- When the tallow has cooled just slightly, you can add your secondary oil. I found it best to use about 8-10 parts tallow to 1 part grapeseed oil. If you like an even creamier texture you can add more grapeseed, almond, etc to the mix.
- Allow mixture to cool to slightly-warmer than room temperature before adding the essential oils. (heat can damage essential oil properties)
- Add essential oils (I used melaleuca, lavender, and frankincense) Others good options to consider: geranium (good for acne), rosemary (to reduce scarring), peppermint or lemon (good for oily skin)
- Pour into glass containers of choice (I really like these!), and allow to cool either on the counter, or place in the fridge to speed up the process. The color will change from a clear, golden yellow to an off-white solid.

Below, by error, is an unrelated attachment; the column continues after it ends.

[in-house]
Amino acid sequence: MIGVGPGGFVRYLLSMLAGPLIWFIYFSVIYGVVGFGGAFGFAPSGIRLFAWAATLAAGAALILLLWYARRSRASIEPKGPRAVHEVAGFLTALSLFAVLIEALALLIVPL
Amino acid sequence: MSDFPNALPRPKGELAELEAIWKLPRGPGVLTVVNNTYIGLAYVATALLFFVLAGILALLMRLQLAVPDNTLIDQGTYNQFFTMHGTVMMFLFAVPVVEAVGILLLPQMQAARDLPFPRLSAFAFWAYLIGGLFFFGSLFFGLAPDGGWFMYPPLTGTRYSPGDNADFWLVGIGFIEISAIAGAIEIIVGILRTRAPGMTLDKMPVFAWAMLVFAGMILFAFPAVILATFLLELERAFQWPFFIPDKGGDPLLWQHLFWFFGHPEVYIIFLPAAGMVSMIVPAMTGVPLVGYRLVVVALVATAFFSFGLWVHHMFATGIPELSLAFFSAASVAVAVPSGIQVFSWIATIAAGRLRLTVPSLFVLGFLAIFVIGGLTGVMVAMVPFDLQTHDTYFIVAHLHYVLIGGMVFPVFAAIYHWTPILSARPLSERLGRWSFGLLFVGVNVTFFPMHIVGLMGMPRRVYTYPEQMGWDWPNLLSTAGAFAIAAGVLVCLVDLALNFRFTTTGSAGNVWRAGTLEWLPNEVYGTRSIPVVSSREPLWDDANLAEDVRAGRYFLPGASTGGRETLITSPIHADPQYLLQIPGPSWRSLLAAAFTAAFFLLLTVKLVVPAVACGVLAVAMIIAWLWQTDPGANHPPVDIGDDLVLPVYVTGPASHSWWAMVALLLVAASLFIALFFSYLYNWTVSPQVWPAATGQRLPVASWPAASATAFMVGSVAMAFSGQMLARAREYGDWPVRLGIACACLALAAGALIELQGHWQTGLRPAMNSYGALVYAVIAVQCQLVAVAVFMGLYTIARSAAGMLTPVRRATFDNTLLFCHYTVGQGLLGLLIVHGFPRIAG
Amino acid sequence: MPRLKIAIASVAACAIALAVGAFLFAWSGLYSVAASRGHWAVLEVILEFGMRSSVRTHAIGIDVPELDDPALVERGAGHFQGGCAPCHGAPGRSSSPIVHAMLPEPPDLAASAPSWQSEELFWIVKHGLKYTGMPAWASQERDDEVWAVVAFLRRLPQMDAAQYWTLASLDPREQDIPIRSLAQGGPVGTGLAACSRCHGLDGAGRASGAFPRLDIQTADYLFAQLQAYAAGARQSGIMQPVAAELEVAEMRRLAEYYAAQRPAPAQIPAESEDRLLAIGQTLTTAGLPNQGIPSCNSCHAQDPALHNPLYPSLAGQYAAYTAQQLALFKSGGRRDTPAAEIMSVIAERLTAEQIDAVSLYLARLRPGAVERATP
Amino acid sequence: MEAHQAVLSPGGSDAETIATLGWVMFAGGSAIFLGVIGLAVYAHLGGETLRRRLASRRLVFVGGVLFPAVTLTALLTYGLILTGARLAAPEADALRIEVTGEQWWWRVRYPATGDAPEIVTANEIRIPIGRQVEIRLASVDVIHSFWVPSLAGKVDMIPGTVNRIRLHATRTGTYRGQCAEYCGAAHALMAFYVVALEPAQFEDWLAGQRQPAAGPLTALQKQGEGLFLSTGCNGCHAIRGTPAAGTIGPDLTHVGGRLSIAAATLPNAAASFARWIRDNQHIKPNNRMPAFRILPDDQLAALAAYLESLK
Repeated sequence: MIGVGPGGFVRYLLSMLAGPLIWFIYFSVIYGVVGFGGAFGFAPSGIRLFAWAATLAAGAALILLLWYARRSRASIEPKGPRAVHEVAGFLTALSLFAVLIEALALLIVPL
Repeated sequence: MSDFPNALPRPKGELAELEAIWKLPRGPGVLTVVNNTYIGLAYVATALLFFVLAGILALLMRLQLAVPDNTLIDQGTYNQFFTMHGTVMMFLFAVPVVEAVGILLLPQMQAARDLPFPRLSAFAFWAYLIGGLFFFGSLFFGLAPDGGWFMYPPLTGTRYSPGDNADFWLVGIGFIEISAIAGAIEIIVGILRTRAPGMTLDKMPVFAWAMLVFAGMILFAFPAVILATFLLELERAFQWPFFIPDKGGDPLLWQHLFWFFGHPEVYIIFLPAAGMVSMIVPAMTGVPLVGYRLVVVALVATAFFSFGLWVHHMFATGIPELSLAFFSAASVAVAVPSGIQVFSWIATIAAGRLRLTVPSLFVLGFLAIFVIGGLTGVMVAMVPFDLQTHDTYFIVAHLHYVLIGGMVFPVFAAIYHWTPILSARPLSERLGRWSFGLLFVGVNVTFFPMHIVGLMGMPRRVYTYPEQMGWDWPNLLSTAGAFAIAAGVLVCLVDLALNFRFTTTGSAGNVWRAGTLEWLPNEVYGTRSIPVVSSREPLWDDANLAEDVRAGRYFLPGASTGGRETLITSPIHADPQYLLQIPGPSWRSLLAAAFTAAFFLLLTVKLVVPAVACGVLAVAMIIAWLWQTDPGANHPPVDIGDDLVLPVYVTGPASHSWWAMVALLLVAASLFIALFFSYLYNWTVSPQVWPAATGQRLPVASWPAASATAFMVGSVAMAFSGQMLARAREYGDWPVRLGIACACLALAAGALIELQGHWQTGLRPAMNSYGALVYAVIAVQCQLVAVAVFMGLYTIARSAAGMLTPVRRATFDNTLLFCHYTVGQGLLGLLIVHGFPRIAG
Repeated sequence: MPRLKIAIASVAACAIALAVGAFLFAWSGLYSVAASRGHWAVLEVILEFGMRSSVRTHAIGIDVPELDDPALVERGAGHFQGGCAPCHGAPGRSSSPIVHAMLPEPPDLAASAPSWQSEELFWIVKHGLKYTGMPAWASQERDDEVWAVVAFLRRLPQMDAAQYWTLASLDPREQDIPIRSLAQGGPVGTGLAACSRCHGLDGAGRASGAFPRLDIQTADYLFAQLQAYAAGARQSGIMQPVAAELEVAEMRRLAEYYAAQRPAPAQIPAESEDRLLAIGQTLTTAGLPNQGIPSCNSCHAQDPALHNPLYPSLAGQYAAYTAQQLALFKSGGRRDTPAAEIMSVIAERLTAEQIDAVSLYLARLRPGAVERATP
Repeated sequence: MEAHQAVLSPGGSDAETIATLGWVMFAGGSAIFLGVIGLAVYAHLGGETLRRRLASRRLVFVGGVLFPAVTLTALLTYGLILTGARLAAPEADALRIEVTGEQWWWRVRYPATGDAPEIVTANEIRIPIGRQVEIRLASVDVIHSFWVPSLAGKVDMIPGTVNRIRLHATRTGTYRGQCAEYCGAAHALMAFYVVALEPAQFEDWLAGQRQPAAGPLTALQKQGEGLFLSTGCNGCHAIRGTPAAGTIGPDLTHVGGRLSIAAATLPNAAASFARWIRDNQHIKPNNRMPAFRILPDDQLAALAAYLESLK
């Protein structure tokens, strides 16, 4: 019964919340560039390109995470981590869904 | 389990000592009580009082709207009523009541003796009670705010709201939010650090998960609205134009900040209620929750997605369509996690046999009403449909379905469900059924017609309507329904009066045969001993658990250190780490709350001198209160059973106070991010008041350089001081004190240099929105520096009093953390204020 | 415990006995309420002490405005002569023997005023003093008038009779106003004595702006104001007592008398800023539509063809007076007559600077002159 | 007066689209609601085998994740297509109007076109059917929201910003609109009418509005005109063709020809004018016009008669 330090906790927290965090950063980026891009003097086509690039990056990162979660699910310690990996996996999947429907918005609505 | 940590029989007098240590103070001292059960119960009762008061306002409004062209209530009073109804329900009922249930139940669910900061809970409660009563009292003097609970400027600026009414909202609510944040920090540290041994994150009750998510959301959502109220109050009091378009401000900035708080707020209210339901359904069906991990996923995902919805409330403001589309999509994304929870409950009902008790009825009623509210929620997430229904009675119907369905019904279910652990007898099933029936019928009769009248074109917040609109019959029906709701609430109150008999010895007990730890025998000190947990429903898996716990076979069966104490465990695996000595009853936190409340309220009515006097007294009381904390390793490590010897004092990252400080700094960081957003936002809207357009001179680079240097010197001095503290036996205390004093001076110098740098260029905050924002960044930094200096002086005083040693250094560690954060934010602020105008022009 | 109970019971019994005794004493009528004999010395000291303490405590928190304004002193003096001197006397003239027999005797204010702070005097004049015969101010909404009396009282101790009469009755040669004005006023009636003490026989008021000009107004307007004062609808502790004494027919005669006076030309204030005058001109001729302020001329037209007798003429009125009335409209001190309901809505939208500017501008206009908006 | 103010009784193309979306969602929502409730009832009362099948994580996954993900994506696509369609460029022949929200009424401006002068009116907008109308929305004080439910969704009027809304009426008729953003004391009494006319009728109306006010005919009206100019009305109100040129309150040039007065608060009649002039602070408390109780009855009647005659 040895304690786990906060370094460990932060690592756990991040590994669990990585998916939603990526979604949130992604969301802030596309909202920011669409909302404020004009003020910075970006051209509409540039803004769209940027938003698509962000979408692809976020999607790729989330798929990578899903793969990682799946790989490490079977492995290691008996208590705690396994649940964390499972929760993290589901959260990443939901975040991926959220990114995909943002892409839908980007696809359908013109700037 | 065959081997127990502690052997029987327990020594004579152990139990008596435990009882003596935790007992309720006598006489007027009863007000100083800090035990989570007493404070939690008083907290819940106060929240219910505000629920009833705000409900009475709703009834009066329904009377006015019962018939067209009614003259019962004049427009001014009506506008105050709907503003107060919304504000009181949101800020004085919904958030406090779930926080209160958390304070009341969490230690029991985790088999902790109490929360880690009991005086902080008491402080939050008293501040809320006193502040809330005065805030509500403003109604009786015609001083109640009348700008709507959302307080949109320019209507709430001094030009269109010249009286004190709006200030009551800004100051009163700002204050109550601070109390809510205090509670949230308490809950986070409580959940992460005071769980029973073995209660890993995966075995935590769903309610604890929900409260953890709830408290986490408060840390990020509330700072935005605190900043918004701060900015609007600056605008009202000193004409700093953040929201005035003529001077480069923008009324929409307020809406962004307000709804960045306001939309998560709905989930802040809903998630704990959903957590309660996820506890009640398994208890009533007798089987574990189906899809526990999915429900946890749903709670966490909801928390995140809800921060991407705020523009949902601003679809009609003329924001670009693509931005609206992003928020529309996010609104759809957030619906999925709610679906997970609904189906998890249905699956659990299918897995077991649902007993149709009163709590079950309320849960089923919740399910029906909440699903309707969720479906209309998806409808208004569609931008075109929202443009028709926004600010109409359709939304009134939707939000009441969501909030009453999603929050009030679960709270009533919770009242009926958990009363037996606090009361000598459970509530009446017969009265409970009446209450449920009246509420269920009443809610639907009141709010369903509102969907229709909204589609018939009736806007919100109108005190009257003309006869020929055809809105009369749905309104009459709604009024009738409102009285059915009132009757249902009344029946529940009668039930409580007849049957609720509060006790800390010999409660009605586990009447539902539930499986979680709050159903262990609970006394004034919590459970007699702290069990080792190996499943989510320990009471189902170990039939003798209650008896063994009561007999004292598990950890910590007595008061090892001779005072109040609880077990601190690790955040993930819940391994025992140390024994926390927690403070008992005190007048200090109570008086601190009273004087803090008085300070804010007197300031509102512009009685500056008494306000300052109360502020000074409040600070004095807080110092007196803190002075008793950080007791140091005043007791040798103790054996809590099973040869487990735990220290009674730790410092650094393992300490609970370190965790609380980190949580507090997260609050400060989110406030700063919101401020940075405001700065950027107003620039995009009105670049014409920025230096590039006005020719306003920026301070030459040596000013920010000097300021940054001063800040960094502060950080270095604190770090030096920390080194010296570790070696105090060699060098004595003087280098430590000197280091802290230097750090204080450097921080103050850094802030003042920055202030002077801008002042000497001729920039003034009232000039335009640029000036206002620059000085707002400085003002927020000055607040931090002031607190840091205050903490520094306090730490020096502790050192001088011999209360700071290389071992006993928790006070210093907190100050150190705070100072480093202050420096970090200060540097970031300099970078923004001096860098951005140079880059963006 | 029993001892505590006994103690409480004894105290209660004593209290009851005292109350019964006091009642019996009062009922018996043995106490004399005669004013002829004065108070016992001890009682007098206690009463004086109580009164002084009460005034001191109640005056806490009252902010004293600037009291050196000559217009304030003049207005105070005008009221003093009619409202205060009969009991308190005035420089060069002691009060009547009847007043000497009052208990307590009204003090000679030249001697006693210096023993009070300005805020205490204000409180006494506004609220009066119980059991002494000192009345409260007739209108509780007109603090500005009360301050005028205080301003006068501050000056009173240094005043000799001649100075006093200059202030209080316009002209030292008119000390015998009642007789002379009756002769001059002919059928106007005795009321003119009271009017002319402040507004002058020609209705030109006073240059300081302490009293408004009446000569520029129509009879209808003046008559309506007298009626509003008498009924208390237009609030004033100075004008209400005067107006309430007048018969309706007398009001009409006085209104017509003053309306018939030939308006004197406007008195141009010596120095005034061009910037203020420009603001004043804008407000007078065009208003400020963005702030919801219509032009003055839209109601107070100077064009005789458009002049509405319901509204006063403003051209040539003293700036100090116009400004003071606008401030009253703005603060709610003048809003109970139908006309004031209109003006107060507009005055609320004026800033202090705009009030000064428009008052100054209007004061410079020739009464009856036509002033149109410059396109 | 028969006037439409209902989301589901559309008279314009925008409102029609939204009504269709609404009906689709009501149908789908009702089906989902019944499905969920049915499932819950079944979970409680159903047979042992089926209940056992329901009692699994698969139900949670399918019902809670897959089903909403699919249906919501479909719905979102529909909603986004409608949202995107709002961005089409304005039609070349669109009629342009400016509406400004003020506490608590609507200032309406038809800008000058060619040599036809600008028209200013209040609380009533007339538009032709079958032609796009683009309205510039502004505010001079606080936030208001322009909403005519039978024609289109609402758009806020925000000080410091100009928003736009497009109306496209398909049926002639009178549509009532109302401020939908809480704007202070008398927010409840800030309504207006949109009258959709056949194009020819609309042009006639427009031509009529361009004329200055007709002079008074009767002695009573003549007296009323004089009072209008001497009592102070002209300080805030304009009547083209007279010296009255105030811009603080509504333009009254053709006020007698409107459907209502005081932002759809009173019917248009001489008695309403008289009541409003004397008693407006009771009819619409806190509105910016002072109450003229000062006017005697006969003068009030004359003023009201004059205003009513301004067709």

To Use: Apply tallow face cream morning and evening after cleansing your face… and don't forget the neck and décolletage, which are so often forgotten and tend to show the earliest signs of aging due to negligence! Revel in your incredibly soft and supple new complexion (and how cheap and easy it was to get it!) You're so smart! Who needs those expensive, marketed beauty treatments now?! Not this girl! 😉
To keep: Tallow is really stable. Your tallow balm face cream should keep for about 6 months if kept at room temperature in a sealed container.
If you end up with more tallow than you anticipated (like the whole 2 cups I ended up with!), you can either store the extra in the refrigerator, OR you can use the left over tallow (sans the grapeseed & essential oils) as a really delicious and healthy (yes, healthy!) option for cooking.
Interested in reducing toxic chemicals in your life, check out my 7 Simple Ways to Reduce Toxins in your Home.